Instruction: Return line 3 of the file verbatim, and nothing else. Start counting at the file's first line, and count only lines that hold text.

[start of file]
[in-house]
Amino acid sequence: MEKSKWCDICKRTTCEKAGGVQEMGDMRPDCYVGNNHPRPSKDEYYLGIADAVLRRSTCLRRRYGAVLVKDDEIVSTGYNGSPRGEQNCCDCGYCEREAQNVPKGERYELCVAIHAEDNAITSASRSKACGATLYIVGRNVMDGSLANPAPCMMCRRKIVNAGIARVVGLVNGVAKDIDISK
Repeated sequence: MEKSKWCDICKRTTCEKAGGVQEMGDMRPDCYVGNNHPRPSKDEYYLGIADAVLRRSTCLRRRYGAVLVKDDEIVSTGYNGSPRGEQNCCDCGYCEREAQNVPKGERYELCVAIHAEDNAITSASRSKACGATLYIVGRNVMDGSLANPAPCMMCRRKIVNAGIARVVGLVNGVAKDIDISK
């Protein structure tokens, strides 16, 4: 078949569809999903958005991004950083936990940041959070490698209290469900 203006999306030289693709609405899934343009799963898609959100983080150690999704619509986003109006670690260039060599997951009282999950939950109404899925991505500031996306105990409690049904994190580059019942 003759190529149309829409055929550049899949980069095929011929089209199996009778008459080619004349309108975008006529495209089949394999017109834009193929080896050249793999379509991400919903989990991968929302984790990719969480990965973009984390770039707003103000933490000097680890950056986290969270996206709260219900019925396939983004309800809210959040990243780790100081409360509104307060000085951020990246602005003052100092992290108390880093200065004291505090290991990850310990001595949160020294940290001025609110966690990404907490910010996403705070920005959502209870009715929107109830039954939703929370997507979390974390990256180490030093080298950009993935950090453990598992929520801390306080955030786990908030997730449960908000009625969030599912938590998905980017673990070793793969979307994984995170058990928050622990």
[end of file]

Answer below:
Repeated sequence: MEKSKWCDICKRTTCEKAGGVQEMGDMRPDCYVGNNHPRPSKDEYYLGIADAVLRRSTCLRRRYGAVLVKDDEIVSTGYNGSPRGEQNCCDCGYCEREAQNVPKGERYELCVAIHAEDNAITSASRSKACGATLYIVGRNVMDGSLANPAPCMMCRRKIVNAGIARVVGLVNGVAKDIDISK